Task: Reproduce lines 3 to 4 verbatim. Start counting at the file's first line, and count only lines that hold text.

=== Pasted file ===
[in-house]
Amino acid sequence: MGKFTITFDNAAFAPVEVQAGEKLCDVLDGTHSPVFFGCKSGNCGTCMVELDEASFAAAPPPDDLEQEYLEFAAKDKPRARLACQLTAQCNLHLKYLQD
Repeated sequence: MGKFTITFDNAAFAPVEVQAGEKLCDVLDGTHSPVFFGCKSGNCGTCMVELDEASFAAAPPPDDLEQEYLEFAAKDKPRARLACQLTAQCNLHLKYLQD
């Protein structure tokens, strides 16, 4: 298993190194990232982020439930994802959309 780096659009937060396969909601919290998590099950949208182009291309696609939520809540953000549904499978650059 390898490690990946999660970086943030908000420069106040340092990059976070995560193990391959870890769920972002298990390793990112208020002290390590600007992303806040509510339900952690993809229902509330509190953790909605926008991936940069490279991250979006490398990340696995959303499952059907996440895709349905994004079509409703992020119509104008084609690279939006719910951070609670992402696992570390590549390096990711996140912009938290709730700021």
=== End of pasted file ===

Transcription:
Repeated sequence: MGKFTITFDNAAFAPVEVQAGEKLCDVLDGTHSPVFFGCKSGNCGTCMVELDEASFAAAPPPDDLEQEYLEFAAKDKPRARLACQLTAQCNLHLKYLQD
């Protein structure tokens, strides 16, 4: 298993190194990232982020439930994802959309 780096659009937060396969909601919290998590099950949208182009291309696609939520809540953000549904499978650059 390898490690990946999660970086943030908000420069106040340092990059976070995560193990391959870890769920972002298990390793990112208020002290390590600007992303806040509510339900952690993809229902509330509190953790909605926008991936940069490279991250979006490398990340696995959303499952059907996440895709349905994004079509409703992020119509104008084609690279939006719910951070609670992402696992570390590549390096990711996140912009938290709730700021």